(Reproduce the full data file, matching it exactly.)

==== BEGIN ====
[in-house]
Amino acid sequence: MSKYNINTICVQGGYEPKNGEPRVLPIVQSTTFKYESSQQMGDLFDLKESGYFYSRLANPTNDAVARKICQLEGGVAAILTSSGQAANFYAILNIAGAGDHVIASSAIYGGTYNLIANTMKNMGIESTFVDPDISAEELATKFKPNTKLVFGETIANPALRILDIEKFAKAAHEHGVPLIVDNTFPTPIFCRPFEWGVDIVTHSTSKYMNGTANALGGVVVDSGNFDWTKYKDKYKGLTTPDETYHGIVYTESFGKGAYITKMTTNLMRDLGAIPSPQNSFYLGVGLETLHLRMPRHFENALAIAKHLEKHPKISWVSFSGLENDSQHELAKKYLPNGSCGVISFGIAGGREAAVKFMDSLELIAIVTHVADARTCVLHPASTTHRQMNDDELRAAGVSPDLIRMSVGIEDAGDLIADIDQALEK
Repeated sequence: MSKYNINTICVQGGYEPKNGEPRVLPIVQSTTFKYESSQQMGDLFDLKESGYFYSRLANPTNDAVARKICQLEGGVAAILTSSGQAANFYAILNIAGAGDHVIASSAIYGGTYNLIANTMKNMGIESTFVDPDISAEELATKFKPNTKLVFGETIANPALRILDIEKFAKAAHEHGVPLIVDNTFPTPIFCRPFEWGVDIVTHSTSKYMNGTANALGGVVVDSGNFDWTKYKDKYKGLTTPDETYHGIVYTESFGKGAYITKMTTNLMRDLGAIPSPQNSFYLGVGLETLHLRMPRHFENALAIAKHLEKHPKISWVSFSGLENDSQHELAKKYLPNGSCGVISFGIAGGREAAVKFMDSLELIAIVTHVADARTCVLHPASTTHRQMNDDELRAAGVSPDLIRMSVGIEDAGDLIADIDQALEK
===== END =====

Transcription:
[in-house]
Amino acid sequence: MSKYNINTICVQGGYEPKNGEPRVLPIVQSTTFKYESSQQMGDLFDLKESGYFYSRLANPTNDAVARKICQLEGGVAAILTSSGQAANFYAILNIAGAGDHVIASSAIYGGTYNLIANTMKNMGIESTFVDPDISAEELATKFKPNTKLVFGETIANPALRILDIEKFAKAAHEHGVPLIVDNTFPTPIFCRPFEWGVDIVTHSTSKYMNGTANALGGVVVDSGNFDWTKYKDKYKGLTTPDETYHGIVYTESFGKGAYITKMTTNLMRDLGAIPSPQNSFYLGVGLETLHLRMPRHFENALAIAKHLEKHPKISWVSFSGLENDSQHELAKKYLPNGSCGVISFGIAGGREAAVKFMDSLELIAIVTHVADARTCVLHPASTTHRQMNDDELRAAGVSPDLIRMSVGIEDAGDLIADIDQALEK
Repeated sequence: MSKYNINTICVQGGYEPKNGEPRVLPIVQSTTFKYESSQQMGDLFDLKESGYFYSRLANPTNDAVARKICQLEGGVAAILTSSGQAANFYAILNIAGAGDHVIASSAIYGGTYNLIANTMKNMGIESTFVDPDISAEELATKFKPNTKLVFGETIANPALRILDIEKFAKAAHEHGVPLIVDNTFPTPIFCRPFEWGVDIVTHSTSKYMNGTANALGGVVVDSGNFDWTKYKDKYKGLTTPDETYHGIVYTESFGKGAYITKMTTNLMRDLGAIPSPQNSFYLGVGLETLHLRMPRHFENALAIAKHLEKHPKISWVSFSGLENDSQHELAKKYLPNGSCGVISFGIAGGREAAVKFMDSLELIAIVTHVADARTCVLHPASTTHRQMNDDELRAAGVSPDLIRMSVGIEDAGDLIADIDQALEK